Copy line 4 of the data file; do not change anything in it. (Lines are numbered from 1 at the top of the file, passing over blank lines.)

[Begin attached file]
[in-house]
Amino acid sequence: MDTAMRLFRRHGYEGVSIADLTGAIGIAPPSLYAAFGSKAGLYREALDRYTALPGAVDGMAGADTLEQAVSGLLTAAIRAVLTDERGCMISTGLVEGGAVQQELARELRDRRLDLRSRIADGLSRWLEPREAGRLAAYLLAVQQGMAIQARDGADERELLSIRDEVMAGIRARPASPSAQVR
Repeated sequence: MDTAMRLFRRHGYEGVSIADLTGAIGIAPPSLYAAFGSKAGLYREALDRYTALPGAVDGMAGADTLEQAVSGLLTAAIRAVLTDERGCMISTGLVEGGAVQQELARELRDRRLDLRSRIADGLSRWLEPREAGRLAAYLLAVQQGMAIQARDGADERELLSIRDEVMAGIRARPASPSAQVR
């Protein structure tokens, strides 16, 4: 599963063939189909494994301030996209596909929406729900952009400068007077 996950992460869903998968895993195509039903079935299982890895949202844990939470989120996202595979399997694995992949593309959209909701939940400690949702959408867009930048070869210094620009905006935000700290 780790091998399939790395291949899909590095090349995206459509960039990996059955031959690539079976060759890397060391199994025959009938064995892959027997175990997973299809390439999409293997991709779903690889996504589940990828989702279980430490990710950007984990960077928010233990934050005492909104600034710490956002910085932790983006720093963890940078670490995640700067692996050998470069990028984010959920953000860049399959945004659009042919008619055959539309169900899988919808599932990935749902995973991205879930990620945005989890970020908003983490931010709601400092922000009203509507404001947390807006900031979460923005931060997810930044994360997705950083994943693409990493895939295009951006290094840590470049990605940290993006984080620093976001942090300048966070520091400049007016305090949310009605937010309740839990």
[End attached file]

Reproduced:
């Protein structure tokens, strides 16, 4: 599963063939189909494994301030996209596909929406729900952009400068007077 996950992460869903998968895993195509039903079935299982890895949202844990939470989120996202595979399997694995992949593309959209909701939940400690949702959408867009930048070869210094620009905006935000700290 780790091998399939790395291949899909590095090349995206459509960039990996059955031959690539079976060759890397060391199994025959009938064995892959027997175990997973299809390439999409293997991709779903690889996504589940990828989702279980430490990710950007984990960077928010233990934050005492909104600034710490956002910085932790983006720093963890940078670490995640700067692996050998470069990028984010959920953000860049399959945004659009042919008619055959539309169900899988919808599932990935749902995973991205879930990620945005989890970020908003983490931010709601400092922000009203509507404001947390807006900031979460923005931060997810930044994360997705950083994943693409990493895939295009951006290094840590470049990605940290993006984080620093976001942090300048966070520091400049007016305090949310009605937010309740839990």